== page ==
Under current law, the state cannot pursue criminal prosecutions of an alleged molester once the alleged victim turns 23. A victim himself must bring a civil suit against his molester or against the school he alleges failed to protect him by between one and six years after his 18th birthday, depending on the nature of the allegation.

But child victims of sexual abuse often do not understand or come to terms with their experiences — or sometimes, even recall them — until years, or even decades after they take place. Members of the Orthodox community have the additional burden of overcoming their peer group’s hostility to turning to secular authorities on such a sensitive matter. By then, the statute of limitations often bars their entry to the courtroom.

There are currently several bills in the state Legislature to address this problem, though none have passed in the Senate yet. A bill to extend the statute of limitations and open a one-year window for victims to seek damages regardless of their age recently passed in the Assembly but has repeatedly stalled in the Senate.

“The statute of limitations needs to be extended,” said Hikind. “I’m totally for that . . . I will do everything in the world to make that happen because now I realize how critical that is.”

Elliot Pasik, an attorney in private practice and a co-founder of the Jewish Board of Advocates for Children, a newly organized grassroots group, has also been pressing for legislation that would require mandatory background checks and fingerprinting of teachers in non-public schools. In addition, his group is working for the passage of a law that would require teachers in non-public schools to report cases of abuse when they see evidence of it or it is reported to them. Public school officials are already required to do so.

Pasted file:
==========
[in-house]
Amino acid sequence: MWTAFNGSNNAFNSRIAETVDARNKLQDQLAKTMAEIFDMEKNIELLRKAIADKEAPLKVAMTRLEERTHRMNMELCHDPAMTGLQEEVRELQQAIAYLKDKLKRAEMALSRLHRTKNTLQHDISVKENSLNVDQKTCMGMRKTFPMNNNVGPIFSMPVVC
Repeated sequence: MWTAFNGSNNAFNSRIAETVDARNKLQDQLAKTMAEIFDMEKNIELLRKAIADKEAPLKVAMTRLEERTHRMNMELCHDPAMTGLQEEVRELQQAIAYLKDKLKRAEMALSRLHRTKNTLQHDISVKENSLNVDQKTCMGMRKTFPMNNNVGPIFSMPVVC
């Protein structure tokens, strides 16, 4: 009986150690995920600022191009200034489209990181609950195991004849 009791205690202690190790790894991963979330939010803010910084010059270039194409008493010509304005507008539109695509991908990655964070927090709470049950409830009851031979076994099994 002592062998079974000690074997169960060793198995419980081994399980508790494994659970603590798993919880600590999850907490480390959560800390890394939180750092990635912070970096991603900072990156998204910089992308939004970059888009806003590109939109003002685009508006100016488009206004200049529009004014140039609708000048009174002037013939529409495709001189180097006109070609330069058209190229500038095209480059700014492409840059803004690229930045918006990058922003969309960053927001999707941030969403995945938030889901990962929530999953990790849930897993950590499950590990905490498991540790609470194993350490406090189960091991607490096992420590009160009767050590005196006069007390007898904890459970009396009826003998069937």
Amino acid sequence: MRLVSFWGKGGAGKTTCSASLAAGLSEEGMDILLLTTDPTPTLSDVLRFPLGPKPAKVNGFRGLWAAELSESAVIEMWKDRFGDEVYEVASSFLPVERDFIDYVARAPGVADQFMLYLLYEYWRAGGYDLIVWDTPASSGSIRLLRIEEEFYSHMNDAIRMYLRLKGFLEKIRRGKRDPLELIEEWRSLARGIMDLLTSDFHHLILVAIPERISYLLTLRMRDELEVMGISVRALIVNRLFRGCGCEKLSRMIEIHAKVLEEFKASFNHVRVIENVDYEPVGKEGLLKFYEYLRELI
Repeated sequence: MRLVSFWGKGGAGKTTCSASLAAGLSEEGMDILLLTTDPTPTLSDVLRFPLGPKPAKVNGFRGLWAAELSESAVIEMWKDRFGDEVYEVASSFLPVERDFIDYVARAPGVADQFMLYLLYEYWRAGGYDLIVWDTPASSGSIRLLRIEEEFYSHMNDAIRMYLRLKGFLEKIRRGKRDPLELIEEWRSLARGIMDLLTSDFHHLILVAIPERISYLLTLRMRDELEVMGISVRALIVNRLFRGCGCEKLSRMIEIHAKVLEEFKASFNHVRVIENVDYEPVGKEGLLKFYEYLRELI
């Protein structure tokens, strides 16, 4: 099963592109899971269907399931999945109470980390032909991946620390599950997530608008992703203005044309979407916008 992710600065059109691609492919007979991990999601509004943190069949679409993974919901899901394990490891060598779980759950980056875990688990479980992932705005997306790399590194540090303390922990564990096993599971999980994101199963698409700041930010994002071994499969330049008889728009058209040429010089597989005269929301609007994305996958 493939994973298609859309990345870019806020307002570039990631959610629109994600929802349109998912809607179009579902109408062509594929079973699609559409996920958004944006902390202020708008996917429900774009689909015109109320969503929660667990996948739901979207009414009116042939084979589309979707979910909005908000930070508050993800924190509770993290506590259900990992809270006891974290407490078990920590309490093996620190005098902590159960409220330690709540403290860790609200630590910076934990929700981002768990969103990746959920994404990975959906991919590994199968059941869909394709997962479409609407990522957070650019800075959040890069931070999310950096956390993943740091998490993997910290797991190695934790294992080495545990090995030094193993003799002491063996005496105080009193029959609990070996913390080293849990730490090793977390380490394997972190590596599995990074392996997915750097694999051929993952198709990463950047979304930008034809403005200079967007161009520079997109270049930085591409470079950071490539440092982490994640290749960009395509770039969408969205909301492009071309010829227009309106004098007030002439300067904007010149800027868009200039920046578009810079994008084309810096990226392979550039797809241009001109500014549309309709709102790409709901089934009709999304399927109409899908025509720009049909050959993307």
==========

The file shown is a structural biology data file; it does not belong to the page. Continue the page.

New York — unlike 25 other states — does not now classify clergy as mandated reporters, which means that they are not required to report evidence of sex abuse or violence to state child welfare authorities.

Legislation requiring fingerprinting and background checks for prospective non-public school faculty was defeated in the Assembly last year but reintroduced this year by Republican Senate Majority Leader Dean Skelos. The legislation does not, however, have the support of Assembly Speaker Sheldon Silver (D-Lower East Side).
Agudath Israel, an umbrella group of ultra-traditional Orthodox organizations, is opposed to both the mandated reporting and finger printing, and background check legislation.

Pasik, who currently represents Engelman in his lawsuit against Rabbi Reichman and United Talmudical Academy, said, “New York State has the weakest laws in the country. [Parochial schools] are near-totally unsupervised by the state, which is a throwback to pre-16th century English common law when the church could give sanctuary [to fugitives]. This has to change.”